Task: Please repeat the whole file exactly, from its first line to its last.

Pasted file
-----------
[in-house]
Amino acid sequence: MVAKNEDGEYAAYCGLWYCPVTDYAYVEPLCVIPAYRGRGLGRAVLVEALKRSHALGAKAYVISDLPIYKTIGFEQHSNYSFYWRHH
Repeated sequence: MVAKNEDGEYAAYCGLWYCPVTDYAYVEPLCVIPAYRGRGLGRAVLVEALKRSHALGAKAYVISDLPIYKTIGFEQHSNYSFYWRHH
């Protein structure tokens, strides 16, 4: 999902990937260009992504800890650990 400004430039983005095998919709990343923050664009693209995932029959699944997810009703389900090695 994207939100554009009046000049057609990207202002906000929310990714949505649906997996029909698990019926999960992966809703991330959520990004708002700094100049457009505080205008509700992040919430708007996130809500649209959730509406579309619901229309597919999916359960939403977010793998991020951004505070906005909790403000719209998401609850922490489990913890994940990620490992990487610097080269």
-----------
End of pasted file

[in-house]
Amino acid sequence: MVAKNEDGEYAAYCGLWYCPVTDYAYVEPLCVIPAYRGRGLGRAVLVEALKRSHALGAKAYVISDLPIYKTIGFEQHSNYSFYWRHH
Repeated sequence: MVAKNEDGEYAAYCGLWYCPVTDYAYVEPLCVIPAYRGRGLGRAVLVEALKRSHALGAKAYVISDLPIYKTIGFEQHSNYSFYWRHH
């Protein structure tokens, strides 16, 4: 999902990937260009992504800890650990 400004430039983005095998919709990343923050664009693209995932029959699944997810009703389900090695 994207939100554009009046000049057609990207202002906000929310990714949505649906997996029909698990019926999960992966809703991330959520990004708002700094100049457009505080205008509700992040919430708007996130809500649209959730509406579309619901229309597919999916359960939403977010793998991020951004505070906005909790403000719209998401609850922490489990913890994940990620490992990487610097080269």